Somewhere along the way I rediscovered my love of learning.

I stopped worrying about lining up volunteer hours and maintaining high grades for the sake of college. I took classes I was genuinely interested in and took to reading more outside school. I re-prioritized and consequently enjoyed school more.

Here’s the punchline: I’ve been rejected at 3 schools, wait listed at 4, and accepted at 1. I’m still currently waiting for 2 more decisions, although there’s no way I’m getting into Cal.

I’m not feeling inadequate like I would have if I were the the same person I was freshman year. I’m not feeling totally ecstatic at the prospect of living on the east coast just yet, either. I’m at an odd state, suspended in disbelief.

I may just be in denial, but for me it isn’t about the name of the school, or whether I’ll acquire a high-paying job, or whether my peers will approve of wherever I eventually SIR.

I think it’s more about how my 11 year old self would never have thought she’d get the chance to go to college. It’s about how I used to dream of bright lights and the endless sounds of cars.

I need to re evaluate.


Little talks

Me: I like your nail polish. It’s really pretty.

C: Thank you! I just got this one at Walmart and it lasts so much longer than the more expensive ones.

Me: Well, the more expensive nail polish is for people who don’t work with their hands.

C: (smiles)


Me: I feel like all I ever have are teenage girl problems.

S: You’re a teenage girl.

I can talk

M: Wait, Brenda are you interested in going into magazine publishing or investigative journalism?

Me: (“YES“) I don’t know. Maybe.

A: Don’t give her any ideas.


Me: Can I ask you something?


Me: Hello?


Me: Why won’t you talk to me?



Everybody talks

Me: Good morning.

J: Hello. (pause) I guess you’re going to leave now because Kenny‘s over there.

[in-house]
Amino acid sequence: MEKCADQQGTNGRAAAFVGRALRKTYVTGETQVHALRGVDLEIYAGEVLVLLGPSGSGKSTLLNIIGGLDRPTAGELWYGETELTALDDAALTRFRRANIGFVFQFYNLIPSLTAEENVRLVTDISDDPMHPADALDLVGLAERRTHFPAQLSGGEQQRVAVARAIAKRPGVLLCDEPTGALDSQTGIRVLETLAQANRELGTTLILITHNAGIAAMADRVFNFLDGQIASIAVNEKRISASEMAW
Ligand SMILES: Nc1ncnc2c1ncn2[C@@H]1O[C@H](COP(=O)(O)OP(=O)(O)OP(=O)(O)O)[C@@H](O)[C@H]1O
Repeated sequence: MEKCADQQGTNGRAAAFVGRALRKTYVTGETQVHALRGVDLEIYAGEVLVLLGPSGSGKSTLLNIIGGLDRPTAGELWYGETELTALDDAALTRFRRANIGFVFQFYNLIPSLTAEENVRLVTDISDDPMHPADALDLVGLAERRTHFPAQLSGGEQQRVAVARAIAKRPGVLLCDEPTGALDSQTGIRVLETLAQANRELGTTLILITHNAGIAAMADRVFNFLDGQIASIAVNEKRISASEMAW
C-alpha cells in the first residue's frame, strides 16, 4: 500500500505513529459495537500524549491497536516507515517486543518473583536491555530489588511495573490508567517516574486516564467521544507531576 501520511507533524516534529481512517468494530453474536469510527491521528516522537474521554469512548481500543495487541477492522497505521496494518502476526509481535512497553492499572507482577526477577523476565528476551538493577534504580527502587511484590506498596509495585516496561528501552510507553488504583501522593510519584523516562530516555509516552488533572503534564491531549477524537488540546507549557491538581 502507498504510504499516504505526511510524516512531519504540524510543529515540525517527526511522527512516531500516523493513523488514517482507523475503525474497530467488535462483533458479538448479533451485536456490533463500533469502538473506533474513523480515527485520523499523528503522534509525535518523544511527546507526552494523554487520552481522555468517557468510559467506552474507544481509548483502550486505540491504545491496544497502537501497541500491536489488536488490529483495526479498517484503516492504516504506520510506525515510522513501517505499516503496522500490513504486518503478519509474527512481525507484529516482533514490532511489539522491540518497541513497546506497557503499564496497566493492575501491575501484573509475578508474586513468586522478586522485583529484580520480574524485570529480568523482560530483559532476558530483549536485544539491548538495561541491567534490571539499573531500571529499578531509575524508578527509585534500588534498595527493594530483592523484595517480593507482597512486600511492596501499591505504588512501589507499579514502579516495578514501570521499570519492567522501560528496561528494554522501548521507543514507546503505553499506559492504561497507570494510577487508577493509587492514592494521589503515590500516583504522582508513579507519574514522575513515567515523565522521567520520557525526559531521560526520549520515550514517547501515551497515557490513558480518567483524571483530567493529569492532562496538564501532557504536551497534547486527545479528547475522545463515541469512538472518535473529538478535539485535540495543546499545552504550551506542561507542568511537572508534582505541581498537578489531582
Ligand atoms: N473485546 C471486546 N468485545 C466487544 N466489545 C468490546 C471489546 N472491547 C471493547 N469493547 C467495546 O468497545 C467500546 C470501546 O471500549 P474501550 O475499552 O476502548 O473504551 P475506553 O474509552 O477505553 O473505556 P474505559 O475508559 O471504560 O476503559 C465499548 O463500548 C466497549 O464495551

Me: Don’t be silly.


Everyone: Aren’t you excited? Aren’t you?

Me: I am.

in Just- spring

Now more than ten years later, my way of organizing my life is through compulsive list making. To-do lists, not-to-do lists, don’t-forget-lists, grocery lists. I make outlines. I add to my bucket list when struck by inspiration. I make wish lists and lists of movies I’ve been meaning to watch as well as books I’ve been meaning to read.

I finally got around to reading Sei Shonagon’s The Pillow Book. Incidentally, she was also a list maker who used headings such as “Things That Make One’s Heart Beat Faster” and “Hateful Things.” My favorite quote from The Pillow Book involves Shonagon recounting a breathtaking scene of morning dew on a spider’s web.  She writes, “I later described the scene to my friends. What impressed me most was that they were not at all impressed.”

That was an excerpt from my application essay for UChicago in response to the prompt “What does Play-Doh have to do with Plato?” It becomes relevant eventually. With an eventful two weeks ahead of me I decided to glean all that afflicts me.

Things That Make One Nervous

  • heights
  • when someone you’re expecting is late
  • waiting
  • people who stare